Most days I’d rather throw a lit match into my apartment than deal with carefully packing all of my stuff. While that may be the quickest approach, it isn’t the most productive. So, I’ve resigned myself to the sorting and packing process. With 3,000 miles to travel, I need to find a way to ensure my vintage barware, ceramic poodles, Millie, the buppy (yes, she is half baby/half puppy and no, she is not creepy), and other treasures survive intact.
As I am apt to do, I’ve done some obsessive Google research on packing best practices and present to you some of the fruits of my research.
Moving Boxes & Bins for Packing
Cardboard boxes are great for packing anything not super fragile or sentimental, such a books and DVDs. The absolute best prices are found at Home Depot. You will overspend by copious amounts at U-Haul, Amazon, or basically any other place. Sure, you can get free boxes at the grocery store, but don’t come crying to me when your moving truck opens to reveal a hot mess of collapsed boxes. I’ve read plenty of cautionary tales online! Sturdy boxes in uniform sizes allow for easy stacking and prevent any leaning towers that lead to tradgedy.
For the really special things, like family photos or fragile items, plastic bins are best. They stack better than boxes, while preventing dents and water damage. Better yet, no assembly is required! The only downside to plastic bins is their price. I looked everywhere for an affordable 18-gallon storage bin (a great size, not too big and not too small), but most options were just crazy expensive considering I need about 20! However, Wal-Mart delivers the best price on plastic bins– a pack of eight for $39.76… that’s just $4.97 each! Crazy. I’m not typically a Wal-Mart shopper, but in this instance I made the trek to buy these bins.
Now you are going to need some serious packing material. Not just stuff to wrap your breakables in, but to cushion things that can be damaged. Bubble wrap is great, but it’s expensive if you actually buy enough for a full move. Packing material can be 100% totally FREE!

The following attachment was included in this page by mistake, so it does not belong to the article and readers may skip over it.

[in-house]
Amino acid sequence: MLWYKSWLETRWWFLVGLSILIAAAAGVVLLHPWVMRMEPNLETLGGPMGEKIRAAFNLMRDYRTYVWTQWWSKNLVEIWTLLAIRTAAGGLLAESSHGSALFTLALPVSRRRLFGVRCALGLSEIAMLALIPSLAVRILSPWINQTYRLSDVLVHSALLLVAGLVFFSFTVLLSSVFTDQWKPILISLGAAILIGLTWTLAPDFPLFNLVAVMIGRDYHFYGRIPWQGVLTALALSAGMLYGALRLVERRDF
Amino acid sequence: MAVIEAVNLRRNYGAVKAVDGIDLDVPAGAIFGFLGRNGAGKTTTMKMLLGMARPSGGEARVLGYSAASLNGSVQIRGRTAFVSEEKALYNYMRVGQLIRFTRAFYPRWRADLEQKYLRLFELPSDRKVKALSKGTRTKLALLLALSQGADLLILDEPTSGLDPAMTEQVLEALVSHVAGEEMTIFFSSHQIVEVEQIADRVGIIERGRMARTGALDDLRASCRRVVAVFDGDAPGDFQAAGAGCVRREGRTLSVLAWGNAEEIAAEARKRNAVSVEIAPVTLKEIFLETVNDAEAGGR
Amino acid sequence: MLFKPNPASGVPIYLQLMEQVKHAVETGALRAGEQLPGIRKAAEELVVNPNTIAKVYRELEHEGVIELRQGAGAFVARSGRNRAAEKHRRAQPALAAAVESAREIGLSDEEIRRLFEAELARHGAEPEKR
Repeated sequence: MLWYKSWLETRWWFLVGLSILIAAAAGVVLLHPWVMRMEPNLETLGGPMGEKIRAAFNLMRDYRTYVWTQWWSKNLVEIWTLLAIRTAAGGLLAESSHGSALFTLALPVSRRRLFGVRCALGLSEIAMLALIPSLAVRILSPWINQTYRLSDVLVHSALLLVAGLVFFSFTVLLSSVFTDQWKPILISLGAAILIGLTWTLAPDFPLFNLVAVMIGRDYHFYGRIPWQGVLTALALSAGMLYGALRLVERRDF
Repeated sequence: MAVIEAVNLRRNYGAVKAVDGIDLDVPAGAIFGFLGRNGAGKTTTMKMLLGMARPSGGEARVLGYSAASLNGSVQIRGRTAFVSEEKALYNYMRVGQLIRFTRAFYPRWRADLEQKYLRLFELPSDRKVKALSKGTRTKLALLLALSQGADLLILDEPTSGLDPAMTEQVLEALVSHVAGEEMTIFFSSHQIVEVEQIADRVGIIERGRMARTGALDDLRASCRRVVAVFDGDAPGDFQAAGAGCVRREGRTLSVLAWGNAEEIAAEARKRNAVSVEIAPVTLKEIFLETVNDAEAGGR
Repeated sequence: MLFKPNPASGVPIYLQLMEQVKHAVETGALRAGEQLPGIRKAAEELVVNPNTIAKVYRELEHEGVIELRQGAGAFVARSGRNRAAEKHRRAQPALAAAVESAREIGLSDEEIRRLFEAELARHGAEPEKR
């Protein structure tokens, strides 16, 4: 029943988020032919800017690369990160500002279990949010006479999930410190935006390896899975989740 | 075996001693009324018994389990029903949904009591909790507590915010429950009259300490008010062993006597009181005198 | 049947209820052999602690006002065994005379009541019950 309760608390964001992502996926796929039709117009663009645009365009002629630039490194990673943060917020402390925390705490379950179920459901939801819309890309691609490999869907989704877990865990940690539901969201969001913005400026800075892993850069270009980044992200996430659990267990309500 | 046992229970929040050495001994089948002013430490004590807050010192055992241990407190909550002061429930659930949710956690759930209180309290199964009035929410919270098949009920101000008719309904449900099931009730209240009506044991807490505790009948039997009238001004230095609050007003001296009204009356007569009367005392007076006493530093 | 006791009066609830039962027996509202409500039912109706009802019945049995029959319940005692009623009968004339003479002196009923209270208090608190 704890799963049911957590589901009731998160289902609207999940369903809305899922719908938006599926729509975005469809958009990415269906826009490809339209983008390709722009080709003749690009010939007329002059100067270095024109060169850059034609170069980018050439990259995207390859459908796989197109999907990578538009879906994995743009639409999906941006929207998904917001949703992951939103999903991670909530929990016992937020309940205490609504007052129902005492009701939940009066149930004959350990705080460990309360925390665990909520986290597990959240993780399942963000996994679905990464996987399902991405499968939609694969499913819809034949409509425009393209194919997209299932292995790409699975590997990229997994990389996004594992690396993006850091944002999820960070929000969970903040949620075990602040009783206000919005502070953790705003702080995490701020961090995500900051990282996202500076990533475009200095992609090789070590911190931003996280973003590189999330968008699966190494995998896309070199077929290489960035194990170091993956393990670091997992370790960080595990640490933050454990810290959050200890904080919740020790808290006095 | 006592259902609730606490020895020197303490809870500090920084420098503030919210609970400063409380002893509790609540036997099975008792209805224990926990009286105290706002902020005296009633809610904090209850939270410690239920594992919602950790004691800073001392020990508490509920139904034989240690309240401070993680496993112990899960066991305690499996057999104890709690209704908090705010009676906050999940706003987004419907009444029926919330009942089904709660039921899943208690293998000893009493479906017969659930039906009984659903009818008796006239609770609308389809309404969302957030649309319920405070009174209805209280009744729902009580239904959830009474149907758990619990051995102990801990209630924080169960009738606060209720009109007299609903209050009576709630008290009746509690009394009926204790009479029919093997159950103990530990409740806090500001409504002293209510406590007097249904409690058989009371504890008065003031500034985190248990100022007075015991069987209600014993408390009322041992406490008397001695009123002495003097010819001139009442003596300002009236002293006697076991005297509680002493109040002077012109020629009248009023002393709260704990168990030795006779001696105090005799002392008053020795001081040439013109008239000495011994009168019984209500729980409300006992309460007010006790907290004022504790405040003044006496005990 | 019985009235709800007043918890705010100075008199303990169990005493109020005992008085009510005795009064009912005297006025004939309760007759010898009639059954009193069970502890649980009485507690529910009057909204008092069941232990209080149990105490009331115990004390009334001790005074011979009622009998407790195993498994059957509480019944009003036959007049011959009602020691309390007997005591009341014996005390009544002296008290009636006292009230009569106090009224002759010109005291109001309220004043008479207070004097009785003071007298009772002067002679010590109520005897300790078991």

You can use many of the items you are already planning to pack, including blankets, pillows, clothing and fabric. Basically, anything soft and cushiony makes a great packing material. Don’t waste space packing these items together when they can be used as packing material.
And, if you’re like me and work in an office, you probably have access to a heavy duty shredder. The one in my office would shred your fingers if you stuck them in there. Don’t try that. I collect and hoard every single piece of paper not needed in the office to save for shredding. I now have shreds for days! You can probably accomplish this with a shredder you have at home; it might just take more time. The criss-cross shredders only give you confetti, so they won’t be helpful. You need thick shreds like these that provide lots of cushion.
In addition, save any packing materials that come from online orders. Places like Staples and Amazon include those inflated balloon-like packing materials in most orders. Save your newspapers or ask a friend who subscribes for their old newspapers. Lastly, check the free section on Craigslist, where you can find people giving away bubble wrap and packing paper. You can score free boxes on Craigslist as well, but I prefer to purchase mine so I am in control of the exact sizes and shapes of my boxes to create ideal stacking conditions in the moving truck.
Packing Boxes & Bins
Cardboard boxes should be packed so they are completely and totally filled to prevent the lid from bowing under the weight of items stacked on them. This keeps the leaning tower of boxes from happening in your moving truck. Plus, a properly packed box will prevent your items from shifting around. You might not be worried about your books breaking, but they can be damaged if they are packed too loosely. Say you’ve got a box that isn’t quite full, add shreds or other packing material until all the nooks and crannies are filled. You are now ready to tape up your box.
When packing breakables in your bins, start with something cushy at the bottom. This could be a bunch of shreds, a pillow, some clothes, or a blanket… anything that will prevent your items from touching the hard bottom of the bin. Next, put in a layer of wrapped breakable items making sure they don’t touch each other or the bin itself. You want to put packing material all around the edges and between items. You might be thinking that this is an inefficient use of space by including so much packing material, but now your items are safely nestled and unable to bump into anything that could break them.
(Could this photo be any less interesting to look at? It’s just a sea of white, grey and clear!)
Next, place a thick layer of shreds or other soft material on top of your items. Continue layering in this way until you get to the top layer, which should be a thick helping of packing material. Put the lid on and you are now a professional bin packer!
Of course, I haven’t actually moved yet, so these tips are totally untested. Everything might arrive in a heap of broken glass and ceramics. I wouldn’t trust me if I were you.